Before psychology there was philosophy. Descartes was around during the end of the Renaissance and in the era of revolutionary developments in science. Born in 1596 to a French lawyer, Descartes could understand more than most. When he was in his late 20’s, he resembled more of a scientist than a philosopher since he had studied physics, optics, geometry as well as physiology.
The first to discover that lenses in one’s eyes are inverted by removing an ox’s eye, Descartes also believed in truth and was an active rationalist, meaning he believed the truth would emerge by careful use of reason and it became his modus operandi.
This way to truth was also through the human capacity to reason. He created four rules he used to arrive at truth. He also was the best-known example of a dualist, giving way to accepting a clear partition between mind or soul and body. He believed that the body was like a well-oiled machine and the mind could have a direct influence on it. John Locke followed Descartes in 1632. He wanted to take epistemology, the study of human knowledge and obtaining it, to a more experimental based group of discipline. Locke spurned the idea of innate ideas, only “faculties”.
Some ideas appeared so early in life that they used to believe they were innate but Locke declared that all of our knowledge was derived from experiences. Locke stated that the mind was like a white sheet of paper, blank but able to become something great.
Experiences add to the paper by sensations and reflections. George Berkeley was another philosopher born in 1685. His work on vision was the first example of how empiricist thinking could be applied to the study of perception. Lastly there is David Hume. He built his knowledge around the base premise that all of our understanding is rooted in experience, or impressions vs.ideas.
Impressions are basic sensations experienced daily such as feeling pain, seeing yellow or tasting saltiness. Ideas are faint copies of impressions but are not as vivid. Hume also offered three laws of association: resemblance, contiguity, and cause/effect. Resemblance meaning the look of one object can bring back memories or ideas of another item. Contiguity means intertwining two things together such as the smell of oranges and the west coast. The greatest of the laws is the law of cause/effect.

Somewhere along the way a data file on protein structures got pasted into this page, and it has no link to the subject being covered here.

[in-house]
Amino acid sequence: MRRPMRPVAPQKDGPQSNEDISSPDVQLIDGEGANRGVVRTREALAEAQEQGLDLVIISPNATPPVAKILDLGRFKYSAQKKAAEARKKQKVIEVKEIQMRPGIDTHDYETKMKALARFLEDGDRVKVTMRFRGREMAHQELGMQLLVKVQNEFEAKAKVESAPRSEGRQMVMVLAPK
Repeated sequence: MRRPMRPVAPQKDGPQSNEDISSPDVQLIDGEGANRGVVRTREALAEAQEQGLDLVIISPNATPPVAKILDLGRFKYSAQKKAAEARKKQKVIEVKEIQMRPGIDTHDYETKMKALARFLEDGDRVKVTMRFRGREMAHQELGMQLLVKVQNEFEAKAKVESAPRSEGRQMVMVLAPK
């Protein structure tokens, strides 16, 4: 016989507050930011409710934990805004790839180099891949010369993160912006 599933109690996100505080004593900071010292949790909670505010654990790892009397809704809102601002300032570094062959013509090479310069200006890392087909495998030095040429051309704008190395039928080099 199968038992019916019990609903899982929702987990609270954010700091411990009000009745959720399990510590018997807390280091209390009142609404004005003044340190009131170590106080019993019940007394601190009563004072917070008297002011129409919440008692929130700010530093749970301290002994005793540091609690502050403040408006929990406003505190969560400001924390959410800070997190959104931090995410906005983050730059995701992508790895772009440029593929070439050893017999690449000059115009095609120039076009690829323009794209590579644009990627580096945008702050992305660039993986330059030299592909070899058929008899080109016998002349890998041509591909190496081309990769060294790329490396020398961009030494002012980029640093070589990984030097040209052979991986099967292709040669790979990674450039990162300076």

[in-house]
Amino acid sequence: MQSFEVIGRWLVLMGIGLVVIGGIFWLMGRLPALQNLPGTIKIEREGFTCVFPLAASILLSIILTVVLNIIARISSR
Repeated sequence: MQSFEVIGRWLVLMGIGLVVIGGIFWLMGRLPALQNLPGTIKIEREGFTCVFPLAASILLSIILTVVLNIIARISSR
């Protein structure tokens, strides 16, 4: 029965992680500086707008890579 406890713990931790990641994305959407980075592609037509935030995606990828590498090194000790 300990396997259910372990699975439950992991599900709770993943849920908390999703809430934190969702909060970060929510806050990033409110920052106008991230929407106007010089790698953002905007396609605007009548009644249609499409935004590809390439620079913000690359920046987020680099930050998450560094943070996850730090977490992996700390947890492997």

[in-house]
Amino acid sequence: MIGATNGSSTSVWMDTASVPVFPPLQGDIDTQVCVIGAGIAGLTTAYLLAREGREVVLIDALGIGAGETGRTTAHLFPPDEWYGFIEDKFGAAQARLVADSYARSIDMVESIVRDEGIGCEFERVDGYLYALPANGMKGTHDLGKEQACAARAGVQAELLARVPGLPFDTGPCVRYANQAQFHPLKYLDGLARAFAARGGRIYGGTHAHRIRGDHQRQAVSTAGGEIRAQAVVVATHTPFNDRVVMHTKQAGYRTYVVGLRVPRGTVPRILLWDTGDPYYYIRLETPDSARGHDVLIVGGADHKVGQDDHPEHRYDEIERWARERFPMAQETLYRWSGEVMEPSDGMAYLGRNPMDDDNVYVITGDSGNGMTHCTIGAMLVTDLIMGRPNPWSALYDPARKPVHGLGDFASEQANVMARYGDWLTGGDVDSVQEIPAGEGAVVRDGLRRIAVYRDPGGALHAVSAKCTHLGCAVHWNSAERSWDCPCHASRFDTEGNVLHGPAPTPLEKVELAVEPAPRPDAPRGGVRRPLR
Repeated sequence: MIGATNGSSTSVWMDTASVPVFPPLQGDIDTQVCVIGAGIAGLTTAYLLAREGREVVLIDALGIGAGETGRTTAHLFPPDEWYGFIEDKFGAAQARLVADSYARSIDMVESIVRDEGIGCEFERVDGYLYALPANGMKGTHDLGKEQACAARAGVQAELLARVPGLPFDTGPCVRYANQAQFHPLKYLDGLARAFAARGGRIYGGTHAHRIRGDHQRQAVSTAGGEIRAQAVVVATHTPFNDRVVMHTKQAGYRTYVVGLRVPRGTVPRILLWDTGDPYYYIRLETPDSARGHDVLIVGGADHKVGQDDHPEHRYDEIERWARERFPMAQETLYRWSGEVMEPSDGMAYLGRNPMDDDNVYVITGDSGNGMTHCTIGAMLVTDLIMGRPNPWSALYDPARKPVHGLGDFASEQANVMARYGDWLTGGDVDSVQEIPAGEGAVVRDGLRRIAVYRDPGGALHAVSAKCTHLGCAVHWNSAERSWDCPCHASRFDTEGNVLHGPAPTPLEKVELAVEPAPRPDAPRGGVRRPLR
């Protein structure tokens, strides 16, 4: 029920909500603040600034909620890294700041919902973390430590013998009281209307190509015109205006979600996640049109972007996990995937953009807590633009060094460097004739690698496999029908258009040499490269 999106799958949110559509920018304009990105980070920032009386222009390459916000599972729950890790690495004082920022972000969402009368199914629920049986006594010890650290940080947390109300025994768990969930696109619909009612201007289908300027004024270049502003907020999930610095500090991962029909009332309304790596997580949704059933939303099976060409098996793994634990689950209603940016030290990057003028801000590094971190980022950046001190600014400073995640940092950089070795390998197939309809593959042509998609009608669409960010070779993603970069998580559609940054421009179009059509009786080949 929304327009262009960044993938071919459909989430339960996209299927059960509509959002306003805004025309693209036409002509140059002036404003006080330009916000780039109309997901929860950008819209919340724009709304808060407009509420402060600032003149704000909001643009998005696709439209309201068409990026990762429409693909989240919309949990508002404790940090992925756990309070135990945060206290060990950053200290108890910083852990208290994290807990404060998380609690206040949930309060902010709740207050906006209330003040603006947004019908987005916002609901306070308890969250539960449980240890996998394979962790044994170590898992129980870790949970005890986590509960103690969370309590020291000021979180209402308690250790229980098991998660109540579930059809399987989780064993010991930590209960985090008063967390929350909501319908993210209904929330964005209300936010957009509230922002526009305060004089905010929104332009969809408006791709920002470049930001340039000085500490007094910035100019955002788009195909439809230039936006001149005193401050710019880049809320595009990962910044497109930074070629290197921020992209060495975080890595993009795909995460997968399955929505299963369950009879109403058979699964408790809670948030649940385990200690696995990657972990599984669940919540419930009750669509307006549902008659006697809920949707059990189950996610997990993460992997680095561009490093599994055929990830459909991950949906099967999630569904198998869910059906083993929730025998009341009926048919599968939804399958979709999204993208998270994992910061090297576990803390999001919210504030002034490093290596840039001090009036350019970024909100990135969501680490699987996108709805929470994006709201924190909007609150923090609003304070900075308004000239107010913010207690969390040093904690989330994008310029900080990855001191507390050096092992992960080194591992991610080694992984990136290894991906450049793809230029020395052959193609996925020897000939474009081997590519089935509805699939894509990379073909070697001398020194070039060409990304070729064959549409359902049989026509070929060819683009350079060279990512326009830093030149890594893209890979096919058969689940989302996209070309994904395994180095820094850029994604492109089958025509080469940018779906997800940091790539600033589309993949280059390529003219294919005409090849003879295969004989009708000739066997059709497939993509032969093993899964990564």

If one idea causes another idea or memory, the cause reminds you of the effect i.e. burning your hand on the stove while making muffins. When seeing the scar, the memory of muffins will reappear. Hume also suggested that to conclude that A causes B, one must know 1. When A occurs, B must occur regularly, 2. A occurs before B, and 3. B doesn’t occur without being preceded by A. In the 19th century, psychology shifted from being philosophically based to being more scientific. Scientists and physiologists tried to show the world the reasons behind psychology were in fact based on the senses and the nervous system. One example is the Bell-Magendie law.
Both Sir Charles Bell and Francois Magendie both were studying the roots of the postierior and anterior roots of the spinal cord and their functions. Bell was credited with the law because his research was published earlier, though limited, and Bell did not conduct an experiment like Magendie did on puppies. They discovered that the posterior roots control sensation where there is movement still but no sensation. Magendie then severed the anterior root in another animal and the limb was flaccid and unable to move though it still had sensation.
To conclude, the science of psychology has always been a changing domain from philosophy to the sciences. It will continue to grow and develop as the world changes and shifts. Descartes started the ball rolling by studying optics and how to arrive at the truth with his four laws. Locke showed the world that it is nurture vs. nature that shapes a person. Hume gave us the three laws of association. In the 19th century psychology developed to include sciences. All of these philosophers and scientists shaped the psychology field to what it is today.